The path to college or a professional credential can be complex for any student to navigate.
It can be especially daunting for adult learners interested in pursuing a degree or certificate that will allow them to start a new career — or advance in their current job.
Enter FutureMakers Coalition’s Graduate! Southwest Florida Navigators program, which was established earlier this year and provides support for “reconnectors,” adults in the region interested in improving their career prospects through education and training opportunities.
“There are lots of different paths to get you to your goals,” said April Mesa, coordinator of FutureMakers’ Navigators program. FutureMakers Coalition is the local college access network serving Lee, Collier, Hendry, Glades, and Charlotte counties in Southwest Florida. “We want to present those paths, and help you pick the best one.
“Not knowing where to get help is not going to be an issue.”
In addition to coordinating the program, Mesa was the first (and only) full-time Navigator when the program kicked off this past January. Participants are asked to complete an intake form on FutureMakers’ website.
“We work to figure out where they are, where they want to be, and what career best aligns with their skills and interests,” Mesa said. “Once we figure out the program they want to get into, we create a checklist of things they need to do.”
The services provided by Navigators include:
- Assistance with Exploring Degrees & Certificates
- College Application and Enrollment Assistance
- Financial Aid Application Assistance
- Transfer Planning
- Career Exploration
- Transcript Evaluations
- 1-on-1 Advising
- College and Career Presentations
FutureMakers has relied on its partners in the SWFL community to help spread the word about the Navigators program, which also supports adult learners who are looking to upskill and advance in their current careers.
“We have ‘ambassador trainings’ where we invite community partners to come and learn how they can identify when someone could use Navigator support,” Mesa said. This has led to collaboration with partners like Lee Health and The Housing Authority of Fort Myers; Mesa connected with workers from those two organizations and helped them get the accreditation needed to advance their careers.
According to Mesa, the Navigators program has served more than 400 reconnectors as of November 2022. There are currently four full-time Navigators (including Mesa) and one-part time Navigator in the program. Three of the full-time Navigators joined the program earlier this fall, and they were quickly put to the test when SWFL residents came calling for support in the wake of Hurricane Ian.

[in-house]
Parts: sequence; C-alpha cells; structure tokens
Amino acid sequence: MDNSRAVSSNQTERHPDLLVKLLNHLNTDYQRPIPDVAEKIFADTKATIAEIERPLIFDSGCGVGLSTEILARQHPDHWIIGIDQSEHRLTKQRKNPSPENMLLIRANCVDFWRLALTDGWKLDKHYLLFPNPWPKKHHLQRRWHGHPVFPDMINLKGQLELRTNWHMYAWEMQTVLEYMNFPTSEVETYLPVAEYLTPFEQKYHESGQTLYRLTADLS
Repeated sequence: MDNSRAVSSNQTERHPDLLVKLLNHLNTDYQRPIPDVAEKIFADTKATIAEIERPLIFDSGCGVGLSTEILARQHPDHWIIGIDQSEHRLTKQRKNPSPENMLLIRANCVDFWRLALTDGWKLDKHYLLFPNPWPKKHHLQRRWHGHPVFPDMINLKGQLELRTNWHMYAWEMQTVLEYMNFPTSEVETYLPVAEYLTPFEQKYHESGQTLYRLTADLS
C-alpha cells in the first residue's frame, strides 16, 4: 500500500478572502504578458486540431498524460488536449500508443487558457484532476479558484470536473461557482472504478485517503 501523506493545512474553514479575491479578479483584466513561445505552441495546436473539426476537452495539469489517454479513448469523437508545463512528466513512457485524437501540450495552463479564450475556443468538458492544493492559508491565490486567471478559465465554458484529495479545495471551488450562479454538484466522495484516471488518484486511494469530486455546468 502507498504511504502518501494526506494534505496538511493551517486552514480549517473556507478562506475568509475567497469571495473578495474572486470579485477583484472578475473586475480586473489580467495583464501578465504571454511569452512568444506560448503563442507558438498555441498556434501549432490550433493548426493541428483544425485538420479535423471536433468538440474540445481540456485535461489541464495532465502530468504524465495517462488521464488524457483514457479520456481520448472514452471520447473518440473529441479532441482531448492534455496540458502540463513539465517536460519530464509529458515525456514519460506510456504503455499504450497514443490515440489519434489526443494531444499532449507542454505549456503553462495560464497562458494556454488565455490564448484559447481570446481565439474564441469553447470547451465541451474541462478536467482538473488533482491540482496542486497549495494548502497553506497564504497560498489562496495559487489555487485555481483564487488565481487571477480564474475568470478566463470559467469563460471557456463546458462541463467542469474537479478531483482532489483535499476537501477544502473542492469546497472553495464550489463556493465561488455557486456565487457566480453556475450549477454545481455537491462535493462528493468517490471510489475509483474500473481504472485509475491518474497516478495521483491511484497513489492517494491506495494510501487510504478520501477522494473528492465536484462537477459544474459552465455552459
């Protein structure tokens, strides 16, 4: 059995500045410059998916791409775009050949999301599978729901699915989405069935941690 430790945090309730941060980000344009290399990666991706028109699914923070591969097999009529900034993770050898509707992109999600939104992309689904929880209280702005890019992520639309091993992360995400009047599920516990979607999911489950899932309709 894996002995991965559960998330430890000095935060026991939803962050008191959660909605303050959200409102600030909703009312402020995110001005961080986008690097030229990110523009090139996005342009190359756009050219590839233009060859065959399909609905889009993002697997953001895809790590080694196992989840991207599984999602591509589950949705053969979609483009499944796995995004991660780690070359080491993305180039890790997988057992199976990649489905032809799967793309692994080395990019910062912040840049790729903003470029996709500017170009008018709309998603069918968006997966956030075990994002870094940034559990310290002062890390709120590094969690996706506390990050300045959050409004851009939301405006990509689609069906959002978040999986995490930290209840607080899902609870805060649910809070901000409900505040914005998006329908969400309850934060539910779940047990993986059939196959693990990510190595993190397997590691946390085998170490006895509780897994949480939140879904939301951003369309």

“That was obviously a rough start for our new Navigators with the hurricane, but they’ve told me that seeing how they were able to make a difference (for reconnectors) really helped them heal,” Mesa said.
Alex Breault joined FutureMakers earlier this year and is the LCAN’s Partnerships Manager. She witnessed firsthand the impact of the Navigators program in the wake of the storm.
“April and her team helped deliver supplies, gave people gas to help them get to a shelter….the help they’ve given the reconnectors has been unbelievable,” Breault said.
Breault also noted that storm damage to popular tourist areas in the region — including Fort Myers Beach and Sanibel Island — has left many hospitality workers in need of new jobs. To address this, FutureMakers is working with the Lee County Visitor & Convention Bureau to help workers put their customer service skills to a different use.
“With hospitality workers, the other common area or industry sector that they can pursue is health care because of the customer service/bedside manner aspect,” Breault said. “We are working together to help those individuals with re-skilling.”
While the impact of the storm continues to be felt in the region, Mesa said she and her team are focused on removing as many barriers as possible for reconnectors.
Upon realizing that one online learning lesson was only available in English, Mesa ensured it was translated into Spanish and Creole to better serve all the reconnectors in the region. The incident served as a reminder to never overlook a crucial first step in connecting with the community you serve.
“You really have to be able to understand where people are in order to help them,” Mesa said.